ADA focus on the requirement for reasonable accommodations, the act
is much broader than that. To quote: "The ADA prohibits
discrimination in all employment practices, including job application
procedures, hiring, firing, advancement, compensation, training, and
other terms, conditions and privileges of employment." Thus, for
example, if you were denied advancement solely because of your
disability, and if you would have been able to perform the duties of
the higher position with reasonable accommodation, there's a good
possibility that your employer violated the ADA. It's certainly
worth looking into.
The ADA is a great law, but it's not the only law that protects
disabled individuals against discrimination. Employees who work for:
1) the United States government; 2) contractors with the United
States government, or; 3) recipients of Federal funds, such as
grants, are covered by the Rehabilitation Act as well. For employees
of companies who contract with the United States government, the
Rehabilitation Act goes a step further than the ADA, and requires
that employers implement an affirmative action program for the hiring
and advancement of "qualified individuals with handicaps." The
company that I filed my complaint against did fall into this
category. This helped my case, since it is much easier to "prove" a
lack of affirmative action than it is to prove discriminatory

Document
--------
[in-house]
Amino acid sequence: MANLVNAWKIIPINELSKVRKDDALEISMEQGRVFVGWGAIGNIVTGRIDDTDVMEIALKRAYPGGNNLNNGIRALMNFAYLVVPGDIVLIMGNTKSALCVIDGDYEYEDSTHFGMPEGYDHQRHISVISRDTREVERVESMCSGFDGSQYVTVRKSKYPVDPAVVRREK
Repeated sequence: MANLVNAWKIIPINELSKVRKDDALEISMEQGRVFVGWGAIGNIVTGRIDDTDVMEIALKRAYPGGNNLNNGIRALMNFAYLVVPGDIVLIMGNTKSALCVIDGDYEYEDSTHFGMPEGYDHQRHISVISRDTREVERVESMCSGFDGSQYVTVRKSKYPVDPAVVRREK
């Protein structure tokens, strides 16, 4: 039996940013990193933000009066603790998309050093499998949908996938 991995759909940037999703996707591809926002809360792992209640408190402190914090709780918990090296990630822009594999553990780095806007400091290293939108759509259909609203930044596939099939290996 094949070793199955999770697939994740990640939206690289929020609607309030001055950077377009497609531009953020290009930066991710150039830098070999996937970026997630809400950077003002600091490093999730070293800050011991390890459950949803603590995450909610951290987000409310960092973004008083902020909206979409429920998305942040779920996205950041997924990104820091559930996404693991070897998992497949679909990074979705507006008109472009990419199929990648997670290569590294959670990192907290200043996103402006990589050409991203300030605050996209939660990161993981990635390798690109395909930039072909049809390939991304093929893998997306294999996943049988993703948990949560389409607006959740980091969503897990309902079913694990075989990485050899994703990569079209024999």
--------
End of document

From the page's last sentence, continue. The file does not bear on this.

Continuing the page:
PREPARE, PREPARE, PREPARE. The more preparation you've done before
filing your complaint, the better off you'll be. What do I mean by
preparation? Basically, I mean document anything that is the least
bit pertinent to your case, and keep this documentation well-
organized and in a safe place. In case you're wondering, your desk
at work is not a safe place.
Let's say, for instance, that a co-worker in your department has just
been promoted to a job for which you're much more qualified. You
might want to write your boss a memo, saying that you'd like to
discuss the matter and asking him or her to set aside some time for
this meeting in the next week. SAVE A COPY of this memo. When you
do meet with your supervisor, state your concerns in a calm,
business-like manner. Take notes of what is said, and SAVE THE
NOTES. If your boss suggests that the conversation take place "off
the record," politely refuse. After the meeting, draft a memo to
your boss stating your understanding of the discussion and asking him
or her to correct any misconceptions in writing. SAVE A COPY of this
memo. (Is a pattern beginning to emerge here?) Keep all of your
memos and discussions concise, polite and free of emotion, bearing in